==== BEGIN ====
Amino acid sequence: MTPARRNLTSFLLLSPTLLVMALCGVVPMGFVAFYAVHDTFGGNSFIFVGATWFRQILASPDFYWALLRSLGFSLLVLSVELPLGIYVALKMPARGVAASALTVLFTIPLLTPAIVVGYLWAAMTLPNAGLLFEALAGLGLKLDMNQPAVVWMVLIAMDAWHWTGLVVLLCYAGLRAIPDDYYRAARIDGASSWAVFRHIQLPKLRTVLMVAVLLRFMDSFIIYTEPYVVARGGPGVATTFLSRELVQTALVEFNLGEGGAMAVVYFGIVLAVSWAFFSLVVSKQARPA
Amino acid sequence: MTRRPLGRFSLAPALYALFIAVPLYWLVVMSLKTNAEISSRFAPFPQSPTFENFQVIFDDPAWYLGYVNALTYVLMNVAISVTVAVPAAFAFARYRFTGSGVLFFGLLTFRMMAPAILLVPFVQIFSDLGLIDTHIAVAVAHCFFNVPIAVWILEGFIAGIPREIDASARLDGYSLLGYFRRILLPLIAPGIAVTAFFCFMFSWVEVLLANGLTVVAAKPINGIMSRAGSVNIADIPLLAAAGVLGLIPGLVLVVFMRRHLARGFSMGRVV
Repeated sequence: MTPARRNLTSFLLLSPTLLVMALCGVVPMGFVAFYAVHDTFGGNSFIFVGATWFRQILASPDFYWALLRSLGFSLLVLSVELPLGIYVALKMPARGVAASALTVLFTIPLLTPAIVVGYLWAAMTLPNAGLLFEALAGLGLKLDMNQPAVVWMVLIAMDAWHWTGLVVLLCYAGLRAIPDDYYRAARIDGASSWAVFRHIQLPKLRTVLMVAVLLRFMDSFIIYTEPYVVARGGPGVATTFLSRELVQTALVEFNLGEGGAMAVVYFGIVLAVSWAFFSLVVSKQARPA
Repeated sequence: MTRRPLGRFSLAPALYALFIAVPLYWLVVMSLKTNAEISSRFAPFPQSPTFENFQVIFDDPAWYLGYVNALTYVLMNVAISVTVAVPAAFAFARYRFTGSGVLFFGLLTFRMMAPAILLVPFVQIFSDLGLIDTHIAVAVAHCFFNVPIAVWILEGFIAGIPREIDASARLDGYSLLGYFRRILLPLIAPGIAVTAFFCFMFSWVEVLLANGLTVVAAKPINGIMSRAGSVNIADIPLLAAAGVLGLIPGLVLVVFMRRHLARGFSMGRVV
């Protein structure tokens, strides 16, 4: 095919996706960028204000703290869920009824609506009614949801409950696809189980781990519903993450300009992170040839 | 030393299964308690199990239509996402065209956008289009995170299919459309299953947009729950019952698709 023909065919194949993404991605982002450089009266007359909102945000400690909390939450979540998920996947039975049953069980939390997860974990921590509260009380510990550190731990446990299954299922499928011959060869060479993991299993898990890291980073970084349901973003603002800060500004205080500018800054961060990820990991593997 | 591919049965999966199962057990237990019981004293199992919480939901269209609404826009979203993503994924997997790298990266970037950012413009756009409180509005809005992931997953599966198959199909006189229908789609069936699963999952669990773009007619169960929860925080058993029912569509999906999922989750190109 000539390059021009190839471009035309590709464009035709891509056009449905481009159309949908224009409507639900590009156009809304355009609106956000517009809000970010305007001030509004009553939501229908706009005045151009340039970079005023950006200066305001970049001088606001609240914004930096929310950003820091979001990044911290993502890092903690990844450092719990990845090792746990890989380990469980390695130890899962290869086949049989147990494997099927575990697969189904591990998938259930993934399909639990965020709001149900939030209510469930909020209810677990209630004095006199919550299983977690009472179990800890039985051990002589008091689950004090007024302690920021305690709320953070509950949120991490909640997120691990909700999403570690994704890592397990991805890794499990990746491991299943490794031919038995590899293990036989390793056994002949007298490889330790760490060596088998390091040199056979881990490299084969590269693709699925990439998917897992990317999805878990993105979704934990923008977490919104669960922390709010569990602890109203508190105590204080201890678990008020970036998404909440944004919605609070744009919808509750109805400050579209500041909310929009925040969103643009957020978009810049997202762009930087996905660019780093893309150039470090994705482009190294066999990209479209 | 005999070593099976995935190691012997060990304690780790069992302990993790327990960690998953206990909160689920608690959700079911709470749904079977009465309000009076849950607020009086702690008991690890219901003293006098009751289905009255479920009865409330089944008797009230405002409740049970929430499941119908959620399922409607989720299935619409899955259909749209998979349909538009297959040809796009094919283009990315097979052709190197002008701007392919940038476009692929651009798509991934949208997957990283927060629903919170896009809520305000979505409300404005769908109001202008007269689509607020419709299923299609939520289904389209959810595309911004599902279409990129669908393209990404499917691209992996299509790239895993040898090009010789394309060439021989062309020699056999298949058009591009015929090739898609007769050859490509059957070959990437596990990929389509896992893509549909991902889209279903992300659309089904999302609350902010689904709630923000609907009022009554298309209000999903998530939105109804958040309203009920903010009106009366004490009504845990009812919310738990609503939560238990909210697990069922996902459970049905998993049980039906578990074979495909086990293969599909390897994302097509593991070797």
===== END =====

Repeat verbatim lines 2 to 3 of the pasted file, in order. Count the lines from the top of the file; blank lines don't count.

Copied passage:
Amino acid sequence: MTRRPLGRFSLAPALYALFIAVPLYWLVVMSLKTNAEISSRFAPFPQSPTFENFQVIFDDPAWYLGYVNALTYVLMNVAISVTVAVPAAFAFARYRFTGSGVLFFGLLTFRMMAPAILLVPFVQIFSDLGLIDTHIAVAVAHCFFNVPIAVWILEGFIAGIPREIDASARLDGYSLLGYFRRILLPLIAPGIAVTAFFCFMFSWVEVLLANGLTVVAAKPINGIMSRAGSVNIADIPLLAAAGVLGLIPGLVLVVFMRRHLARGFSMGRVV
Repeated sequence: MTPARRNLTSFLLLSPTLLVMALCGVVPMGFVAFYAVHDTFGGNSFIFVGATWFRQILASPDFYWALLRSLGFSLLVLSVELPLGIYVALKMPARGVAASALTVLFTIPLLTPAIVVGYLWAAMTLPNAGLLFEALAGLGLKLDMNQPAVVWMVLIAMDAWHWTGLVVLLCYAGLRAIPDDYYRAARIDGASSWAVFRHIQLPKLRTVLMVAVLLRFMDSFIIYTEPYVVARGGPGVATTFLSRELVQTALVEFNLGEGGAMAVVYFGIVLAVSWAFFSLVVSKQARPA